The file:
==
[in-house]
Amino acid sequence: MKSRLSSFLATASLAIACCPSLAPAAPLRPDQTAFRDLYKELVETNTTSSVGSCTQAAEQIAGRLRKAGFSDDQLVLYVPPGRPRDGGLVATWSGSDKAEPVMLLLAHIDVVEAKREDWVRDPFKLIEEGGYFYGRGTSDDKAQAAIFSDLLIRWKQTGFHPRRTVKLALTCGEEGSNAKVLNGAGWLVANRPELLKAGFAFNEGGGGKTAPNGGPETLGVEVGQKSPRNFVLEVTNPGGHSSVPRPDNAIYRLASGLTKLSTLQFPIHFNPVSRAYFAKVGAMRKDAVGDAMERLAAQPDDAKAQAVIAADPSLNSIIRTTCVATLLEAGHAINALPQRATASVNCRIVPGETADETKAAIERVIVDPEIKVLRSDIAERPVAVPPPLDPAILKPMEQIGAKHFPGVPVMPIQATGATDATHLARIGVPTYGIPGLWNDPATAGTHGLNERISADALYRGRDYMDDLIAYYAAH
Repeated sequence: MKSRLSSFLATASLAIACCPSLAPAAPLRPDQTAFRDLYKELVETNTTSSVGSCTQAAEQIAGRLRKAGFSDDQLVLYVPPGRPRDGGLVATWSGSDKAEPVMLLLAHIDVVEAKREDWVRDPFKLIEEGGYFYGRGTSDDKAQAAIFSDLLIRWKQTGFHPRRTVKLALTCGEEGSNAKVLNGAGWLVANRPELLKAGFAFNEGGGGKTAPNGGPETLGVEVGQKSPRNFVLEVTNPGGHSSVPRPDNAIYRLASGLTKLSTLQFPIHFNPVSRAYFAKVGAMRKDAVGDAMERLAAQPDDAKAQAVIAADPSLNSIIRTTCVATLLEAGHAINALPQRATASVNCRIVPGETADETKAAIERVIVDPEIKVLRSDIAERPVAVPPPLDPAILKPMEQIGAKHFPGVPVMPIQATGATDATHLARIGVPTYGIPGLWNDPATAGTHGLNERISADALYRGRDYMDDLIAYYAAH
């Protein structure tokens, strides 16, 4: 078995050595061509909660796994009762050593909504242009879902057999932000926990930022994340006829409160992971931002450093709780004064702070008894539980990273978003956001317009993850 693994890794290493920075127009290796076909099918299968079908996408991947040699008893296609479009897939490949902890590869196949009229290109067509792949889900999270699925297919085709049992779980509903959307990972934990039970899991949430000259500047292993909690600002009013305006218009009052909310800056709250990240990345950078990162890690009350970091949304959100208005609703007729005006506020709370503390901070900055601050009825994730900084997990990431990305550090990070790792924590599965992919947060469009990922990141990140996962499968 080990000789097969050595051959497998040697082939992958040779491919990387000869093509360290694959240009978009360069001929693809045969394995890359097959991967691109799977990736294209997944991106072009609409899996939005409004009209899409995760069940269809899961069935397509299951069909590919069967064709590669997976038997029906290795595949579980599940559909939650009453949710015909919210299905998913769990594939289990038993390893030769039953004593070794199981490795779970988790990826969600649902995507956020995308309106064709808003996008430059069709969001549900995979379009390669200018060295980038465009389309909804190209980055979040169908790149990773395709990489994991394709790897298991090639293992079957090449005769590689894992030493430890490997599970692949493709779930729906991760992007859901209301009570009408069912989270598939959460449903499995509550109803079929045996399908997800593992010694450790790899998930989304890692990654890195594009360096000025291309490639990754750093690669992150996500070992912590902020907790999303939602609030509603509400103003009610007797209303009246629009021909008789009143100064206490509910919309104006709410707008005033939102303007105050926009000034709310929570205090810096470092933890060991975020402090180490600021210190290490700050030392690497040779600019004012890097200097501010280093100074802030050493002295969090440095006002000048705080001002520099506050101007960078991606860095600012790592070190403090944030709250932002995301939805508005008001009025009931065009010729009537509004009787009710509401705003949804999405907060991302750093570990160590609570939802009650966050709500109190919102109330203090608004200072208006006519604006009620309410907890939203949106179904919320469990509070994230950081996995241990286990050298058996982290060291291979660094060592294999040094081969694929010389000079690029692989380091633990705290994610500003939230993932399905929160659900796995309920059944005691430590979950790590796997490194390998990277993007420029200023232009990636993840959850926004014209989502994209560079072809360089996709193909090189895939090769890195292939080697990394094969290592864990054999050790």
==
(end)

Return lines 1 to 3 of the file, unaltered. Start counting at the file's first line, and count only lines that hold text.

[in-house]
Amino acid sequence: MKSRLSSFLATASLAIACCPSLAPAAPLRPDQTAFRDLYKELVETNTTSSVGSCTQAAEQIAGRLRKAGFSDDQLVLYVPPGRPRDGGLVATWSGSDKAEPVMLLLAHIDVVEAKREDWVRDPFKLIEEGGYFYGRGTSDDKAQAAIFSDLLIRWKQTGFHPRRTVKLALTCGEEGSNAKVLNGAGWLVANRPELLKAGFAFNEGGGGKTAPNGGPETLGVEVGQKSPRNFVLEVTNPGGHSSVPRPDNAIYRLASGLTKLSTLQFPIHFNPVSRAYFAKVGAMRKDAVGDAMERLAAQPDDAKAQAVIAADPSLNSIIRTTCVATLLEAGHAINALPQRATASVNCRIVPGETADETKAAIERVIVDPEIKVLRSDIAERPVAVPPPLDPAILKPMEQIGAKHFPGVPVMPIQATGATDATHLARIGVPTYGIPGLWNDPATAGTHGLNERISADALYRGRDYMDDLIAYYAAH
Repeated sequence: MKSRLSSFLATASLAIACCPSLAPAAPLRPDQTAFRDLYKELVETNTTSSVGSCTQAAEQIAGRLRKAGFSDDQLVLYVPPGRPRDGGLVATWSGSDKAEPVMLLLAHIDVVEAKREDWVRDPFKLIEEGGYFYGRGTSDDKAQAAIFSDLLIRWKQTGFHPRRTVKLALTCGEEGSNAKVLNGAGWLVANRPELLKAGFAFNEGGGGKTAPNGGPETLGVEVGQKSPRNFVLEVTNPGGHSSVPRPDNAIYRLASGLTKLSTLQFPIHFNPVSRAYFAKVGAMRKDAVGDAMERLAAQPDDAKAQAVIAADPSLNSIIRTTCVATLLEAGHAINALPQRATASVNCRIVPGETADETKAAIERVIVDPEIKVLRSDIAERPVAVPPPLDPAILKPMEQIGAKHFPGVPVMPIQATGATDATHLARIGVPTYGIPGLWNDPATAGTHGLNERISADALYRGRDYMDDLIAYYAAH